The Queen’s Speech

Today my husband I witnessed one of the most bizarre traditions of the British Parliament, the Queen’s Speech. Admittedly it was only on TV.

Amidst all the chaos of Brixit, the Queen announced on behalf of the new Prime Minister, Boris Johnson, the plans of the new government in what is called the State Opening of Parliament.

I can understand why non-British observers are bewildered at the behaviour of our politicians, whether it be the constant shouting and name-calling in the House of Commons or the pomp and ceremony of such days as today.

Pomp and Ceremony (and maybe a little bizzare)

Queen Elizabeth II (93) is a special lady. She has participated in this ceremony 65 times so knows what to expect. Having arrived at Westminster in her carriage, guarded by her Household Cavalry, she dons her robes and enters the House of Lords. Nothing too unusual, you might say.

Then comes “Black Rod” the House of Lords official who parades through the Houses of Parliament wearing his or her traditional attire. The job of Black Rod is to request the presence of the Members of the House of Commons at the reading of the Queens’s Speech. This year there was a break in tradition because Black Rod was a woman.

Knock three times

Things are never straight forward though, are they?  Black Rod’s way is blocked as the doors into the second chamber are shut in his or her face. He or she has to knock 3 times with a stick before being allowed to enter. Weird!  This tradition is said to symbolise the independence of the Commons from the Monarch.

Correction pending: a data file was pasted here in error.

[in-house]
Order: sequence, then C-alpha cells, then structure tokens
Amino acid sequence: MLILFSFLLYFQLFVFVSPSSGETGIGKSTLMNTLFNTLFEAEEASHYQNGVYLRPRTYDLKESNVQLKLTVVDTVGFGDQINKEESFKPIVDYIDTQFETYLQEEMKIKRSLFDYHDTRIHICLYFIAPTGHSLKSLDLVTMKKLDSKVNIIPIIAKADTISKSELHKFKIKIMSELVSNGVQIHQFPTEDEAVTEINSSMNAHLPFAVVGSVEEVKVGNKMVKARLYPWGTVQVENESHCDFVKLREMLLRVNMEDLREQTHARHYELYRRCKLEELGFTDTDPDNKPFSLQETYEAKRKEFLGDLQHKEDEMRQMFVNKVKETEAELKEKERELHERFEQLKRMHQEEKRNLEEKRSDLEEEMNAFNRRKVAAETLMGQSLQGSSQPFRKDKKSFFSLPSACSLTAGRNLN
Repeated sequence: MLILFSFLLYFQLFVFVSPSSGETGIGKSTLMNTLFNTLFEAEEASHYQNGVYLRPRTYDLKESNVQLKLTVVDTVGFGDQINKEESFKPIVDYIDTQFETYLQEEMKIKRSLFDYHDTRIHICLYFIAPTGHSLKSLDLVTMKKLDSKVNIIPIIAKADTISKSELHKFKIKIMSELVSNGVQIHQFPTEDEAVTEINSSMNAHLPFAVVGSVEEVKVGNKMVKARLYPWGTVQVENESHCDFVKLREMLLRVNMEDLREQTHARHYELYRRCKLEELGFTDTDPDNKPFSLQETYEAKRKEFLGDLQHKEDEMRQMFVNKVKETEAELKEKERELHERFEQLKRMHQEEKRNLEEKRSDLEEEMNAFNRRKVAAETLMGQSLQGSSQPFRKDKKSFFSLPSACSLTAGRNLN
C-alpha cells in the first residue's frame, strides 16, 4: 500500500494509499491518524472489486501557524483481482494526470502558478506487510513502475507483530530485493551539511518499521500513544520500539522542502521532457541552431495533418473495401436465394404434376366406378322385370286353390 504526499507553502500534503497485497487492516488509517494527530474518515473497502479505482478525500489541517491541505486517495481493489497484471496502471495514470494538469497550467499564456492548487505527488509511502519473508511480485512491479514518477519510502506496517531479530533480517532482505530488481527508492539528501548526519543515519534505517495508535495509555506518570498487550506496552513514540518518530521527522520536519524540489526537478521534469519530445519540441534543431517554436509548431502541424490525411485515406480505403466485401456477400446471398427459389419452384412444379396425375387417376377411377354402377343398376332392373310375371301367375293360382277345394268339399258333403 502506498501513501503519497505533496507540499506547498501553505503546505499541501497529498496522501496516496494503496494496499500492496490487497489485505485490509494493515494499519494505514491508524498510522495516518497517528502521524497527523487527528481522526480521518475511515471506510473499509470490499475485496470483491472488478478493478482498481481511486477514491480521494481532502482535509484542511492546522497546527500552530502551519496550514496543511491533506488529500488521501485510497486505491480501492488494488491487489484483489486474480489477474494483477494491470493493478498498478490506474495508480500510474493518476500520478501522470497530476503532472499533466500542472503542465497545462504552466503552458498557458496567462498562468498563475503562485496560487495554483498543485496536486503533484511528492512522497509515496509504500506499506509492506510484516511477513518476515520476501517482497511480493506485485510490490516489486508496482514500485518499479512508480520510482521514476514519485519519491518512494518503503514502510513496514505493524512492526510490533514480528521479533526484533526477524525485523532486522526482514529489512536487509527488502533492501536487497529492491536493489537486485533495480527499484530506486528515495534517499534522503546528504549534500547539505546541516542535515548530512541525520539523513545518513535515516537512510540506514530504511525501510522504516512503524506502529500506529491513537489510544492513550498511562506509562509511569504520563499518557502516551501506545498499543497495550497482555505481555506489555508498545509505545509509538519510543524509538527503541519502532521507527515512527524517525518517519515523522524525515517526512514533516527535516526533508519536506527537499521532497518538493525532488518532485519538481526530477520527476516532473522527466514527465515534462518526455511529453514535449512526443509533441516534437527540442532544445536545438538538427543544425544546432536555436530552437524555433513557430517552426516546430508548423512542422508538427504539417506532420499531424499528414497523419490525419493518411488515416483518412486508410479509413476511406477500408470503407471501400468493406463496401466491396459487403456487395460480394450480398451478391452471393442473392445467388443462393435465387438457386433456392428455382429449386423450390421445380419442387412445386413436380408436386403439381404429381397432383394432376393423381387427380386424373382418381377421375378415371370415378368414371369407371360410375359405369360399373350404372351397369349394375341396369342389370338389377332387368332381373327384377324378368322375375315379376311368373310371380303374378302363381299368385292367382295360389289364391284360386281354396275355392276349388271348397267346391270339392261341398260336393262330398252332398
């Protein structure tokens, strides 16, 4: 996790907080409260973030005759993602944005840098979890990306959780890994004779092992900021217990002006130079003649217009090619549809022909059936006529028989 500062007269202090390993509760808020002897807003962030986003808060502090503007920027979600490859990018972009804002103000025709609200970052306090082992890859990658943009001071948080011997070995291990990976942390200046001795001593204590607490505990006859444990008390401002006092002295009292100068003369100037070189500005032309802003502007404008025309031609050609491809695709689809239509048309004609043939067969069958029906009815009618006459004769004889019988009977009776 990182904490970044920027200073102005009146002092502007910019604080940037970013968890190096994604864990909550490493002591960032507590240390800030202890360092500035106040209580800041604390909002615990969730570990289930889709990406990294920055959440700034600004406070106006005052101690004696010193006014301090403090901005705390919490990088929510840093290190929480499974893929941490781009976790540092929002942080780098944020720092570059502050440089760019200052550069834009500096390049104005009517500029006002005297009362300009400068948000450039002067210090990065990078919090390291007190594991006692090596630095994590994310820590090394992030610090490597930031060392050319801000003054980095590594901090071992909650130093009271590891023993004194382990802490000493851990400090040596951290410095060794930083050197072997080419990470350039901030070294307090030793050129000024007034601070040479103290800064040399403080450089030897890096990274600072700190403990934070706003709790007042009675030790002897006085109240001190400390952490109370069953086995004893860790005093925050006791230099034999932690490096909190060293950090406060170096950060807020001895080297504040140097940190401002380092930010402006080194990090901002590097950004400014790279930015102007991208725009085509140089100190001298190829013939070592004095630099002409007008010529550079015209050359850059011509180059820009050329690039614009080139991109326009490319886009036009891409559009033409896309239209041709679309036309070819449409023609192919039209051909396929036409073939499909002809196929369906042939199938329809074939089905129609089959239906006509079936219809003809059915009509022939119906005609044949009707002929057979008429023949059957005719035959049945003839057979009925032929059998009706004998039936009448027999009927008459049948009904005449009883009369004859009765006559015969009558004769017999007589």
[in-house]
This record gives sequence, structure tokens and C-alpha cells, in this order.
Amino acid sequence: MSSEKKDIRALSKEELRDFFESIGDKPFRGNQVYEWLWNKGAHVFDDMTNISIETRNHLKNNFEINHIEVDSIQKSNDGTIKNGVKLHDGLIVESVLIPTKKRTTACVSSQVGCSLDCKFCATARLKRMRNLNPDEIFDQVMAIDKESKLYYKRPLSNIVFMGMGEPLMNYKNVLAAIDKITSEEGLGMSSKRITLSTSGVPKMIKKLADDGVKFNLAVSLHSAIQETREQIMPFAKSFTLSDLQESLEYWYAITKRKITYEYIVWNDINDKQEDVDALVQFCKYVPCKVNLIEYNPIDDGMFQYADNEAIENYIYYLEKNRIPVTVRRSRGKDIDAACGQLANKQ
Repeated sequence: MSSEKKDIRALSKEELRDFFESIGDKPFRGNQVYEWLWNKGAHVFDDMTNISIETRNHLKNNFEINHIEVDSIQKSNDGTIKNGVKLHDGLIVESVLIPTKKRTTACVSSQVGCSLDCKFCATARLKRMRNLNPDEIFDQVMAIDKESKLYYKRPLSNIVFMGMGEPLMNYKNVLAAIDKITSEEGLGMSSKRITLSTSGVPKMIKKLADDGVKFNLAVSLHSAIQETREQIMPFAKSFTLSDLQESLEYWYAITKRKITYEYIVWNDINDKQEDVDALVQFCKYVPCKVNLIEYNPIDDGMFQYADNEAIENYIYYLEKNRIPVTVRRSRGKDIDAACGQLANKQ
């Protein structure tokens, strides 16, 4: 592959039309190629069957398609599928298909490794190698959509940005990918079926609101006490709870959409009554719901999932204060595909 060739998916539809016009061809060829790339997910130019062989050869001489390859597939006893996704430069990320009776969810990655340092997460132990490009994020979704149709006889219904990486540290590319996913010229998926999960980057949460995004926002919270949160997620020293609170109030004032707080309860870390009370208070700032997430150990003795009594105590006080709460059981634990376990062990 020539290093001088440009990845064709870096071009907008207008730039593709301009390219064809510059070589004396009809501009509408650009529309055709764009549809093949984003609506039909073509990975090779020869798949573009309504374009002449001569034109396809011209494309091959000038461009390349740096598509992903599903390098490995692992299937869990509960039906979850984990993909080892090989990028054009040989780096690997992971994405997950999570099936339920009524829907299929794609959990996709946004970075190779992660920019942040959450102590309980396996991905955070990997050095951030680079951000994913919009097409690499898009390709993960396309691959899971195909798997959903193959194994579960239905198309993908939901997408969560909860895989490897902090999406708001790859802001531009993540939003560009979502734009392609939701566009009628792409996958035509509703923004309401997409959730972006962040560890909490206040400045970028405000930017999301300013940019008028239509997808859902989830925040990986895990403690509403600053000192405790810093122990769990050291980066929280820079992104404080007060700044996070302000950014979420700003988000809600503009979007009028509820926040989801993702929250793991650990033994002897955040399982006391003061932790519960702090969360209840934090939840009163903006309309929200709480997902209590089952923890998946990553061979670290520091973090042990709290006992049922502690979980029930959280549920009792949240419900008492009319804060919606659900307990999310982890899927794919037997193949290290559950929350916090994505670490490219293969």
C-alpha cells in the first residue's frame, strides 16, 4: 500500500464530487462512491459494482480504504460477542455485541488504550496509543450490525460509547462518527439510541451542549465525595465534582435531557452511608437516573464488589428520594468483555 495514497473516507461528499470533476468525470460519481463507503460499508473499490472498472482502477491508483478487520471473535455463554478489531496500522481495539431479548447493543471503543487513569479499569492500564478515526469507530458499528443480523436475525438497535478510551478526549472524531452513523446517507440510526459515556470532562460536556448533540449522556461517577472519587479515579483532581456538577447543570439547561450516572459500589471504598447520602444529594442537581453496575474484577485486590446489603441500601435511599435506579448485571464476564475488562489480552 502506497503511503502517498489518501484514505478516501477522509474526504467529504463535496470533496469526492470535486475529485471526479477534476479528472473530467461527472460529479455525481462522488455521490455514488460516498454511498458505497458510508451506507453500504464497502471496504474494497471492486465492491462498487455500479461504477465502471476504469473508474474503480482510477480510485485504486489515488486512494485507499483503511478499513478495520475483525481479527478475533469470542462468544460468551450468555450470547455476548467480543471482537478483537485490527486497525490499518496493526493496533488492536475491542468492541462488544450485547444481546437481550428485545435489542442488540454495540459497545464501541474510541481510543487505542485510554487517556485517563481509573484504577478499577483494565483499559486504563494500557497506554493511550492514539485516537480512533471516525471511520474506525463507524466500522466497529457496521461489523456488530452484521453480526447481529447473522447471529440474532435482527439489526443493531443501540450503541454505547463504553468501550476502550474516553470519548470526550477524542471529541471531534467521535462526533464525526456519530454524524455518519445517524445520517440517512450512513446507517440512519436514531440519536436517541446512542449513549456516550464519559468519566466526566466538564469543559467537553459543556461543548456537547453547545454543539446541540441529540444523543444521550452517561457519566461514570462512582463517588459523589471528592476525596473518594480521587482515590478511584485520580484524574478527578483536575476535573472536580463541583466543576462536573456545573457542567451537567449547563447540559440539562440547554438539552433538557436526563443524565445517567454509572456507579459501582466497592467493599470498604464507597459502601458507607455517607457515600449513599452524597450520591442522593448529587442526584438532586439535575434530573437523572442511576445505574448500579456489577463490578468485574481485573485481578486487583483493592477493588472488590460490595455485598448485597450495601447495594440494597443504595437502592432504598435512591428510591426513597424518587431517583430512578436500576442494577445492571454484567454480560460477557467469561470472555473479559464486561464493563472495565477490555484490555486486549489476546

Once bitten, twice shy!

I have since discovered that there are other rituals which take place behind the scenes before the Queen enters stage:

  • Royal guards (Beefeaters) armed with gas lamps search the cellars below the Houses of Parliament. For those of you who have heard of Guy Fawkes and the Gunpowder Plot, you will know why.
  • A MP is held hostage in Buckingham Palace to guarantee the safe return of the Monarch. This too is based on historical royal “bad experience” stemming from the time of King Charles I who was beheaded for interfering in parliamentary affairs. Have you heard of the expression “Once bitten, twice shy”?
  • The royal regalia (a crown, a golden mace and a sword) is transported to the Palace of Westminster from the Tower ahead of the Queen and kept under close guard. The Queen can no longer wear the Imperial State Crown because it is too heavy.

British life is steeped in tradition and this is just one of many examples. 

Some would say it is time for change. However, a word of warning! One thing I have learnt since I left, is that England thrives off tourism.  People travel to Britain because they love its history and culture. Please don’t close your doors to the very people who feed you.

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